The mundane has turned essential. Under normal circumstances, Tuten admittedly does not enjoy a trip to the supermarket. These times are different though. He knows that shopping plays a role in keeping Wallace healthy, and his mindset has flipped.
“Before this, I hated going to the grocery store,” said Tuten via phone, between yard work and grilling chicken wings. “Hated it. Now it has suddenly become one of the most enjoyable things. I do it for Beccah. Making sure she’s healthy and taking care of her.”
Tuten and Wallace met through a mutual friend; Wallace lived in Aiken, South Carolina, not far from Tuten’s hometown of Augusta, Georgia, and they clicked immediately.
Shortly after they started dating, Tuten competed in the 2015 U.S. Amateur and then turned pro. Wallace had completed cosmetology school and was moving to Savannah to pursue a career as an aesthetician. Per the nature of his career, Tuten had the ability to live anywhere, and they decided to move together.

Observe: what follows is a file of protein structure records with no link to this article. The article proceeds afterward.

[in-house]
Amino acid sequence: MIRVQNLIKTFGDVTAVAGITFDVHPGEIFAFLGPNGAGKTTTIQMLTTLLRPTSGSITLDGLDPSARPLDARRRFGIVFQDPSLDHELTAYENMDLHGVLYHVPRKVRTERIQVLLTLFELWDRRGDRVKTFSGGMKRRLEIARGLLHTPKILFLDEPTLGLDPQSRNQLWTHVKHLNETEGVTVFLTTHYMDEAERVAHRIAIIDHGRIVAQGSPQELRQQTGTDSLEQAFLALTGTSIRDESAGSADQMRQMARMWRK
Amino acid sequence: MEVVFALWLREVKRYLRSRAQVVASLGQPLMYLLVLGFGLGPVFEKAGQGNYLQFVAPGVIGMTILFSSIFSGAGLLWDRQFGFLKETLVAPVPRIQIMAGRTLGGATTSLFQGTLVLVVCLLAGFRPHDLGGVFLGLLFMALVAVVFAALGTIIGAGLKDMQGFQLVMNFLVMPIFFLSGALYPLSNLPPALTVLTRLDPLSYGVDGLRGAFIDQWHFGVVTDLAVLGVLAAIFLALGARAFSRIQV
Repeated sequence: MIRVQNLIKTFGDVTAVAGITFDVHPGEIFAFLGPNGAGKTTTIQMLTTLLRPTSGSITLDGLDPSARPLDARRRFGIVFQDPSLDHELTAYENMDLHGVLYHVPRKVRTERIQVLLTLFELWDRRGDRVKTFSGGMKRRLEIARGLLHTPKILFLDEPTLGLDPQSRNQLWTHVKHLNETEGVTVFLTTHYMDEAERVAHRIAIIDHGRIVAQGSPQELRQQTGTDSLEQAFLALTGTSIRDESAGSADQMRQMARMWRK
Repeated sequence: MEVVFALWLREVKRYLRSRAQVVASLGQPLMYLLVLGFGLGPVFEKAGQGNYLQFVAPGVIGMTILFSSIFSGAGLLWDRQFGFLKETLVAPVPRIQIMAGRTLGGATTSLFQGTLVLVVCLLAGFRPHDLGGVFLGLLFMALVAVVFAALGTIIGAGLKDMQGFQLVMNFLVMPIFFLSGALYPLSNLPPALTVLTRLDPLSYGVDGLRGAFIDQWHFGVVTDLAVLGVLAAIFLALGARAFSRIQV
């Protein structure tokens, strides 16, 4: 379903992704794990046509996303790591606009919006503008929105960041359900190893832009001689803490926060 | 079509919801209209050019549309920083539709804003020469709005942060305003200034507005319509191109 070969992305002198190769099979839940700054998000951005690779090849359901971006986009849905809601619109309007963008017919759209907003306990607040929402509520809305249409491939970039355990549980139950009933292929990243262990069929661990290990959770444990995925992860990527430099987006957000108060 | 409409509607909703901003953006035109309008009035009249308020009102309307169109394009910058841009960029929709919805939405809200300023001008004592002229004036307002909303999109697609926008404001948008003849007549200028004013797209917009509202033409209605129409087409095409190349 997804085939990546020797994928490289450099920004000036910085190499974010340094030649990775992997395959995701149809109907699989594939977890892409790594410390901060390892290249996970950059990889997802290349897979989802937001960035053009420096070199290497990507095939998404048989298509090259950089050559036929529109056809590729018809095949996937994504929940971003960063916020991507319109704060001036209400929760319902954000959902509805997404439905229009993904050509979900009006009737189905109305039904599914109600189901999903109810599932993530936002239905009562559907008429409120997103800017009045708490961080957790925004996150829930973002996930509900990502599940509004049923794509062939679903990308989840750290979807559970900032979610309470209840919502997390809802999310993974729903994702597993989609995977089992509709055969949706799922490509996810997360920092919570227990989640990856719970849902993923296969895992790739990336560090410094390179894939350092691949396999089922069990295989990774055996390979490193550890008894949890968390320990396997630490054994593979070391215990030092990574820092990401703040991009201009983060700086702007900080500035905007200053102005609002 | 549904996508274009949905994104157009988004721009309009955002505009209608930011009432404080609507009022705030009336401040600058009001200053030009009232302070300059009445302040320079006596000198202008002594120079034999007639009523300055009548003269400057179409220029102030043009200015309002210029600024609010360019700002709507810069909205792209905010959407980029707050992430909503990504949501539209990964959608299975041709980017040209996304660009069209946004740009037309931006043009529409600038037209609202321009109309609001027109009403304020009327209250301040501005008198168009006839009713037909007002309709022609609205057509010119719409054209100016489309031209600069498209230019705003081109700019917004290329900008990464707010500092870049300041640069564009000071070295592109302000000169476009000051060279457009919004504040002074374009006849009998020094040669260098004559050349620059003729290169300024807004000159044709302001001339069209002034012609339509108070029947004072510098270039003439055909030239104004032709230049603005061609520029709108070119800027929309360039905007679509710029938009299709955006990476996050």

“We are literally the most flexible couple in the world,” Tuten said. (They have since moved to Naples, Florida.)
As a freshman at Texas State, Wallace experienced her first lupus ‘attack.’ One day, without warning, she collapsed and was unable to go to class.
She knew immediately that something was wrong, as she had always lived a healthy lifestyle – running, cheerleading, teaching and competing in competitive dance, even attending a ballroom dancing competition in Las Vegas.
The symptoms proved so severe that Wallace eventually moved back home to Aiken, in hopes of identifying the problem. (Silver lining: the move led to meeting Tuten.)
With sometimes-vague symptoms, various types and no cure, lupus is one of the most difficult diseases to diagnose. Eight years passed from Wallace’s first ‘attack’ until official diagnosis. In between, she dealt with constant uncertainty and countless flare-ups including acne breakouts caused by stress and trauma that necessitated lengthy work hiatuses for recovery.
Tuten estimates picking up Wallace from work “probably 50 times” because she was too weak to make the five-minute drive home.
In one instance, Wallace was given steroids – “a false high for feeling well” – and her weight increased from 120 to 160 pounds in less than three months.